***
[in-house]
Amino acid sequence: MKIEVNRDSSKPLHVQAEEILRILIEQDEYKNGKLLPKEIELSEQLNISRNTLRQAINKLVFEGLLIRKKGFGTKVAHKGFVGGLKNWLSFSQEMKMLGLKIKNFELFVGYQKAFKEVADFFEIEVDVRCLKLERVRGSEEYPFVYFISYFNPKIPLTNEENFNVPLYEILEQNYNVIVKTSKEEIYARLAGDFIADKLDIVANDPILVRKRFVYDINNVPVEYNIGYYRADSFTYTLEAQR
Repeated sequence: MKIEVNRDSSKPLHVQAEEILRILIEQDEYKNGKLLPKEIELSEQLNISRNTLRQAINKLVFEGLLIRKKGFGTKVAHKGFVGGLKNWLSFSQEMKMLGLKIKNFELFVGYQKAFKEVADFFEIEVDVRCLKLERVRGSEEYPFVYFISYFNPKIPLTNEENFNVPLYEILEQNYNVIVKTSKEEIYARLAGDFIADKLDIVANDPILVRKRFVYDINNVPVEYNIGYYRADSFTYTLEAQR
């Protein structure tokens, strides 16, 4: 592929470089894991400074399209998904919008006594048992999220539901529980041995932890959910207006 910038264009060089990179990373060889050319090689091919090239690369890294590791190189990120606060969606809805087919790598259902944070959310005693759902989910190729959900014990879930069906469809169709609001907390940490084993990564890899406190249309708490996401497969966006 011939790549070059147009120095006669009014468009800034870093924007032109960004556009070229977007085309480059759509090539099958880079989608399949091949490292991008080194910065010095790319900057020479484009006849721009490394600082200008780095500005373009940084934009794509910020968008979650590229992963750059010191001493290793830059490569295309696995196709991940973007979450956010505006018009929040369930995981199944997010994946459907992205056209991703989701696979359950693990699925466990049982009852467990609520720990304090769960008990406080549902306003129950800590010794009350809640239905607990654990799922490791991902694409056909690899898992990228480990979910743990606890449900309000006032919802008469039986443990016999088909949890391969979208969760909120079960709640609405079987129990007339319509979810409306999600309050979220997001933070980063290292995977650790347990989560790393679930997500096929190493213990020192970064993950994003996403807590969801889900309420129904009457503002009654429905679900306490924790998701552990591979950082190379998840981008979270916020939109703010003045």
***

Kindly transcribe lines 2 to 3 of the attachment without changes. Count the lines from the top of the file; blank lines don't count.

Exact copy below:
Amino acid sequence: MKIEVNRDSSKPLHVQAEEILRILIEQDEYKNGKLLPKEIELSEQLNISRNTLRQAINKLVFEGLLIRKKGFGTKVAHKGFVGGLKNWLSFSQEMKMLGLKIKNFELFVGYQKAFKEVADFFEIEVDVRCLKLERVRGSEEYPFVYFISYFNPKIPLTNEENFNVPLYEILEQNYNVIVKTSKEEIYARLAGDFIADKLDIVANDPILVRKRFVYDINNVPVEYNIGYYRADSFTYTLEAQR
Repeated sequence: MKIEVNRDSSKPLHVQAEEILRILIEQDEYKNGKLLPKEIELSEQLNISRNTLRQAINKLVFEGLLIRKKGFGTKVAHKGFVGGLKNWLSFSQEMKMLGLKIKNFELFVGYQKAFKEVADFFEIEVDVRCLKLERVRGSEEYPFVYFISYFNPKIPLTNEENFNVPLYEILEQNYNVIVKTSKEEIYARLAGDFIADKLDIVANDPILVRKRFVYDINNVPVEYNIGYYRADSFTYTLEAQR